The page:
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Year 12 exams are nearly over, which means school leavers are letting their hair down and starting to celebrate. Schoolies events are on the radar of parents and teachers, and Year 11 students may be starting to plan their own celebrations for next year. Preparation is key, so it's a good time to start having conversations about the good, the bad and the ugly of the Australian Schoolies ritual.

Schoolies events are viewed by many as a rite of passage for adolescents, marking their transition into adulthood, greater independence, and a highly-anticipated life after twelve years of schooling. The event is seen as an opportunity to unwind after exams, have fun with friends, build new relationships, and create shared memories [1]. Research also shows, however, that excessive alcohol consumption is considered by many adolescents to be an integral part of the Schoolies experience [1, 2]. 

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In recent years we've seen greater acceptance and communication around the topic of mental health. We've also seen a growing number of initiatives aimed at reducing stigma and increasing support for people who are struggling with mental health issues.

During the month of October, communities across NSW will come together and hold events to celebrate Mental Health Month, which coincides with World Mental Health Day on the 10th of October. This year the focus is on sharing the journey: promoting positive social connections to help people cope with mental health issues, build resilience, and improve their wellbeing.

Bullying, and in particular cyberbullying, can have a serious impact on the mental health of children and adolescents. Students involved in cyberbullying have poorer mental wellbeing [1], and higher levels of anxiety, depression, stress, loneliness, and substance abuse [2].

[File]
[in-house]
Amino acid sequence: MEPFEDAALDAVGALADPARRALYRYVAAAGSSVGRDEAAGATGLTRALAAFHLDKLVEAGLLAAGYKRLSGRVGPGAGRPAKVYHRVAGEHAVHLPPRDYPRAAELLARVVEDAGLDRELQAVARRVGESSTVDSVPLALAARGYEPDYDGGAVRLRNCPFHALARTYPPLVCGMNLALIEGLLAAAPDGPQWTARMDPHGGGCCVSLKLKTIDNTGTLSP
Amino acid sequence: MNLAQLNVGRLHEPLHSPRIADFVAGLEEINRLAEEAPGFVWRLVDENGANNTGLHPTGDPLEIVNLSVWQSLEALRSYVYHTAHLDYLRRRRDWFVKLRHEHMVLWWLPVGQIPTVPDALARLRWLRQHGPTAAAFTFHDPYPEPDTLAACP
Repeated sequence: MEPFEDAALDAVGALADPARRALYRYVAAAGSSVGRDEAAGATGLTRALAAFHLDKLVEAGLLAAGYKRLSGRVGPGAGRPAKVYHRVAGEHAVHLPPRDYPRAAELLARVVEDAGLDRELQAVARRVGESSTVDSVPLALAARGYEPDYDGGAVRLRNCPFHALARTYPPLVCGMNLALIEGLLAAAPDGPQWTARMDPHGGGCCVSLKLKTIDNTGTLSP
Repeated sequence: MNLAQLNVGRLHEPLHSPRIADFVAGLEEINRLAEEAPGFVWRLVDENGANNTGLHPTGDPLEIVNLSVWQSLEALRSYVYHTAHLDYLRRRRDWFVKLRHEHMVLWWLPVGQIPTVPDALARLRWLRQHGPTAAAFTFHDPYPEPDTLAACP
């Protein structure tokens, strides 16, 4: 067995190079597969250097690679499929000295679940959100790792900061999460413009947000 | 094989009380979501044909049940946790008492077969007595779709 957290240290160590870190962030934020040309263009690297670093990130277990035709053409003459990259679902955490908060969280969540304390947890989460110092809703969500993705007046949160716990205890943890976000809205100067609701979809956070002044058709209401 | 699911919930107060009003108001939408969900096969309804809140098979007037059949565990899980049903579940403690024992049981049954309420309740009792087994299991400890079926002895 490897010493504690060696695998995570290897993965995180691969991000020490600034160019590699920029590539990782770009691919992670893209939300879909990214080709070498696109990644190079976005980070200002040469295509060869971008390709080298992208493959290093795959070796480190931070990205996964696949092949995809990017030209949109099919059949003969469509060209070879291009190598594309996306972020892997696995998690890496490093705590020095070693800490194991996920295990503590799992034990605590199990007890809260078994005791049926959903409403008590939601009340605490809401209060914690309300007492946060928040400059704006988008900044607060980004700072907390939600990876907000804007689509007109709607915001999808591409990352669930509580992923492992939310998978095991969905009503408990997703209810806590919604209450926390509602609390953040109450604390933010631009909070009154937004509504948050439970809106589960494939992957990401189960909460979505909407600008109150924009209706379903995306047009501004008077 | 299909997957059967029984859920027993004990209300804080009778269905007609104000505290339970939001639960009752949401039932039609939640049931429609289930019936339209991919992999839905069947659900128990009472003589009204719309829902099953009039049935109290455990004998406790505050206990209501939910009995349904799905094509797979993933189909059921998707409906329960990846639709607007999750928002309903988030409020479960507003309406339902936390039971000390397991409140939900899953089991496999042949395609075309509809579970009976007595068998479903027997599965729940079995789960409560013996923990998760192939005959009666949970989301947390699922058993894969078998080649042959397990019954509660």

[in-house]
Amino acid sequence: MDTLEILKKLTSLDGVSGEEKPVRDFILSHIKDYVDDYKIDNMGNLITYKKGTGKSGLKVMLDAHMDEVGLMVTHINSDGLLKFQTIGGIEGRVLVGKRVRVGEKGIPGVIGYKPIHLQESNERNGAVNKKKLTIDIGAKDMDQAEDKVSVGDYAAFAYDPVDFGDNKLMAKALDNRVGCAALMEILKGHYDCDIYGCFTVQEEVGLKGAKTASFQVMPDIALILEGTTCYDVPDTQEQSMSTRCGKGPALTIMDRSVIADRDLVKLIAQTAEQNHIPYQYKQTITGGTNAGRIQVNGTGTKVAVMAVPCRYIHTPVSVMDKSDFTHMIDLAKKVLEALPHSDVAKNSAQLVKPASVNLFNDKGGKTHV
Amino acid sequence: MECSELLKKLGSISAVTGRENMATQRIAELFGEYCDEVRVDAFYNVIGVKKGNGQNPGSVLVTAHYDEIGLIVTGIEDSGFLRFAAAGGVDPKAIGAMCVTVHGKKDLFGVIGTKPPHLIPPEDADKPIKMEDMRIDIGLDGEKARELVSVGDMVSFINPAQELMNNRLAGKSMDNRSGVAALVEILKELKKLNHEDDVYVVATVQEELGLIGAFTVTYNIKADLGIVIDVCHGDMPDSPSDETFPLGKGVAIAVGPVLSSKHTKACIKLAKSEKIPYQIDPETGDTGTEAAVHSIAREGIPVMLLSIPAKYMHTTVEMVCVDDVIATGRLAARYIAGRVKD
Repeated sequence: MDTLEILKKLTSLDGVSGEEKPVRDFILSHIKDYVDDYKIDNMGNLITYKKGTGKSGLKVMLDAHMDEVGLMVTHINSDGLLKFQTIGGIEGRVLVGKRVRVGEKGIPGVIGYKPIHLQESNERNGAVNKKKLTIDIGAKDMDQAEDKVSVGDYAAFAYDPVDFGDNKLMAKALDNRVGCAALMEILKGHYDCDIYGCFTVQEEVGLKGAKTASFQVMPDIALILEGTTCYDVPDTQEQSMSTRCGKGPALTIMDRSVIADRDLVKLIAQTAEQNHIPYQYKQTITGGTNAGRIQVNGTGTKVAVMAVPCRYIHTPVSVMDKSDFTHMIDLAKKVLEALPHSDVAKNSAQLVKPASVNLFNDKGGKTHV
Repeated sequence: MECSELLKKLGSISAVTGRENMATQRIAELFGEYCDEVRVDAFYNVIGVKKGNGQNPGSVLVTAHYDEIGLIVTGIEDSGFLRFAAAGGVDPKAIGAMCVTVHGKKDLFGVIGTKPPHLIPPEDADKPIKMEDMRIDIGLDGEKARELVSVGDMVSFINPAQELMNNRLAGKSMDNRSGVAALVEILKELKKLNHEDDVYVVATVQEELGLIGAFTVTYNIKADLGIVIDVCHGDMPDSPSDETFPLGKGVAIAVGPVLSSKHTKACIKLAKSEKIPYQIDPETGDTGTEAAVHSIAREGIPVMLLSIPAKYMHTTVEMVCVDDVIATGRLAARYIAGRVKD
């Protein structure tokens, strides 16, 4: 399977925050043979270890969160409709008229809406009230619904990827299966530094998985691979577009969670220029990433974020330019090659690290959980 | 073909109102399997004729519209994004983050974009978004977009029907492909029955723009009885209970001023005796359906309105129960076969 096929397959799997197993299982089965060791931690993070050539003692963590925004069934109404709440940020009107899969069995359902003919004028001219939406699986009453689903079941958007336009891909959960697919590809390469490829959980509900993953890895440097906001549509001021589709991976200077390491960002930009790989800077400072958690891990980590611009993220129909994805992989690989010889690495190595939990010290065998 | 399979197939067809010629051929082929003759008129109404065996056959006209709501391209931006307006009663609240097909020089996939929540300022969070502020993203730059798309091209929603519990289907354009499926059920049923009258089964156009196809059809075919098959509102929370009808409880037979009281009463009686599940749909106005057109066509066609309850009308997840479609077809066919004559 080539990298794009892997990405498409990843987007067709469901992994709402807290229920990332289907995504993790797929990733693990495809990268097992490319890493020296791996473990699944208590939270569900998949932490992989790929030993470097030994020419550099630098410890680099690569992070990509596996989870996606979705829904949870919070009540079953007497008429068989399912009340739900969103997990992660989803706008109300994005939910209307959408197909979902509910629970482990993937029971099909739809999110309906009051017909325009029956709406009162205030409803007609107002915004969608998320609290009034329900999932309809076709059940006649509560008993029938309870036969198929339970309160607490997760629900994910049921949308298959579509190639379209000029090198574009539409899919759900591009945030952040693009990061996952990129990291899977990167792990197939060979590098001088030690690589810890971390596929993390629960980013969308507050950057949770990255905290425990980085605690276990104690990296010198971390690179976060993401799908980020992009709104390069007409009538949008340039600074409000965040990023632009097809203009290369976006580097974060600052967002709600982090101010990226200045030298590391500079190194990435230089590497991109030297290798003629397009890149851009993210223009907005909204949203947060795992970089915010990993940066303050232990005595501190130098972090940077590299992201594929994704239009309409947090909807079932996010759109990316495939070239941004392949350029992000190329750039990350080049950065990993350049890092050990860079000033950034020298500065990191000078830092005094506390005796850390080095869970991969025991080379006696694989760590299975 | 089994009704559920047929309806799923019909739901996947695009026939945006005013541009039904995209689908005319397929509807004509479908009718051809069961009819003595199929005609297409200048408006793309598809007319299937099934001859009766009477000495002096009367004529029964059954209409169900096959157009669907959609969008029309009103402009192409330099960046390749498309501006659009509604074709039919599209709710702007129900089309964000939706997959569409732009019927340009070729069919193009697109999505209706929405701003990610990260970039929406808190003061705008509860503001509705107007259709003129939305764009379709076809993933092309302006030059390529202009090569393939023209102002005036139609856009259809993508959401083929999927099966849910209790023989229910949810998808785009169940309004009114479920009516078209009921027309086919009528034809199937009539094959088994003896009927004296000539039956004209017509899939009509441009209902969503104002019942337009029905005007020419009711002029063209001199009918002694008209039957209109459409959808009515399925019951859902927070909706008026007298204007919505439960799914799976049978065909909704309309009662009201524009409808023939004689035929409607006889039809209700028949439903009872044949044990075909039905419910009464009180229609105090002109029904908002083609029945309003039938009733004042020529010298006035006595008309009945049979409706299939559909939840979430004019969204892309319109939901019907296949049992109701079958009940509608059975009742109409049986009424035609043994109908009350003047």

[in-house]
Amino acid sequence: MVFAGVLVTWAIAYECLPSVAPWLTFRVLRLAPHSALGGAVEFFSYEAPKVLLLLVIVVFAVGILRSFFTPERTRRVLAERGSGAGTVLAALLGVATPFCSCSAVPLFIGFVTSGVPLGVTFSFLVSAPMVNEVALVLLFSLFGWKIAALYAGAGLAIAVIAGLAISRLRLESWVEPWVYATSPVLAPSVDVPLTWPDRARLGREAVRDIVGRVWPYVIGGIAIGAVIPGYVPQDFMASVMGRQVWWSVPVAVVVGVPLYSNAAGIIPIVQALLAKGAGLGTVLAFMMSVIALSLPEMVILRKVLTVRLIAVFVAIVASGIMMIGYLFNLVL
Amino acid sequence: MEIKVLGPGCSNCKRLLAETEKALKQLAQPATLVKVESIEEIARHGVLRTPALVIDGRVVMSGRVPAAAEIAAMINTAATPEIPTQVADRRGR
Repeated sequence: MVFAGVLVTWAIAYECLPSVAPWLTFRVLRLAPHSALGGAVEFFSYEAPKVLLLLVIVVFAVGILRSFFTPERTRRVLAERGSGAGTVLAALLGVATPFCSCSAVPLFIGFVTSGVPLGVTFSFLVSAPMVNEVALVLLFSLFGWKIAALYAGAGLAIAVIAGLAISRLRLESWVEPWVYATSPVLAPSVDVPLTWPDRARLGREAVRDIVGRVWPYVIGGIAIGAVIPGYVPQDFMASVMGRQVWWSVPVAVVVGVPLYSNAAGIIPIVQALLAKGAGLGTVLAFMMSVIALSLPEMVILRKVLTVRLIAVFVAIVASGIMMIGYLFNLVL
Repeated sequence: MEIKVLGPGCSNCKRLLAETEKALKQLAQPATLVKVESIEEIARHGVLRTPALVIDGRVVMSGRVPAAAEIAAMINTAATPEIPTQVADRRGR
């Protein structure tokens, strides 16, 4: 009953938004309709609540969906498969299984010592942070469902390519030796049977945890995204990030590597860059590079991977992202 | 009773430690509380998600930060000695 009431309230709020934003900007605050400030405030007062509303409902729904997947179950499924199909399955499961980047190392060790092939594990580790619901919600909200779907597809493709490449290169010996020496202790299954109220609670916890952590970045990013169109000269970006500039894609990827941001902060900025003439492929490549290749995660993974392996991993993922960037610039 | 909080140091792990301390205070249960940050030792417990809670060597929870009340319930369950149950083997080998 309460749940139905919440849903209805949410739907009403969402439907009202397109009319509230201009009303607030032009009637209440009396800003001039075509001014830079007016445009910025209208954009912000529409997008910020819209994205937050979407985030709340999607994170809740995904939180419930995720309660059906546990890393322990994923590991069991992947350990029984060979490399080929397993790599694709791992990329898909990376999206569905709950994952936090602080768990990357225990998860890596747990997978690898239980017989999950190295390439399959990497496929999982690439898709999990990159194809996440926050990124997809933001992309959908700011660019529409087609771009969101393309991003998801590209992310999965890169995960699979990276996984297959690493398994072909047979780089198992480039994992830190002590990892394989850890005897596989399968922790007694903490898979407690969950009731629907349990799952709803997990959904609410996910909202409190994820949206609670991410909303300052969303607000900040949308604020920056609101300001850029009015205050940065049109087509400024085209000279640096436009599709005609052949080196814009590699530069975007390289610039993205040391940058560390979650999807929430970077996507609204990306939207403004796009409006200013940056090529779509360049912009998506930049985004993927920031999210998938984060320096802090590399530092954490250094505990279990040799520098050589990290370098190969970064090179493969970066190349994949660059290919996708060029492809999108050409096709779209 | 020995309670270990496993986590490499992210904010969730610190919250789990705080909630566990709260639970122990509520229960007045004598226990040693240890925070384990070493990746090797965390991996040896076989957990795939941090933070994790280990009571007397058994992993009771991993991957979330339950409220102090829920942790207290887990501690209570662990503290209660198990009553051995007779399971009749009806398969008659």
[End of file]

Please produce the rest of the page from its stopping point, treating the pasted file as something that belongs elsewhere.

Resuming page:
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Social support is central to our psychological and physical wellbeing, and can buffer against the effects of stress and illness [1]. When families, friends and communities reach out and offer support, it can have a profound impact on the lives of vulnerable people, including children and adolescents. A simple and effective way to offer that support to the people in your world is by asking, "are you OK?"

Thursday 14 September 2017 is R U OK? Day, a day which reminds us all that we have got what it takes to ask, "are you OK?", and support those struggling with life.

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Loneliness is real and it affects people right across the country – in  fact a 2016 Lifeline survey found 60% of Australians often feel lonely. While loneliness for some is related to physical distance from people they can relate to, for many it’s the fact that they’re surrounded by people but feel a lack of connection and social support. The good news is there are ways of keeping loneliness and social isolation at bay for ourselves and others in our community. 

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Brainstorm Productions’ travelling theatre groups for schools have been captivating hundreds of thousands of children across Australia for thirty years. Here’s why. 

“Children need art and stories and poems and music as much as they need love and food and fresh air and play,” says Philip Pullman, children’s author and winner of the Astrid Lindgren Memorial Award.

Picture books, and later, fiction form the bedrock of our childhood. Many of us not only remember the exact picture from a favourite book we read before bed as a child, we remember the thoughts and emotions we experienced at that time. Picking up the book years later is like looking into a crystal ball, and being sucked back into our past. It’s a direct link to who we were as kids.

Likewise, we hear a song on the radio we haven’t listened to since childhood, and we can recall every word, and can anticipate the next note. 

Theatre is the ultimate immersive art form, targeting every sense simultaneously. It makes complete sense then that the only memory I have of the Year Two split classroom is sitting in the audience at Ross Hill Public School, in Inverell, watching Brainstorm Productions’ H-Team. My memory typically isn’t that great, yet I remember the buttery colour of the room. Where I was sitting in relation to the rest of the kids. Where the teachers stood. The bright colours the actors wore. The words they spoke. The tunes they sang. How I felt at the time. Just as you recall key details about the absolutely best Christmas you ever had as a kid, Brainstorm’s primary school productions leave a strong imprint on your memory.

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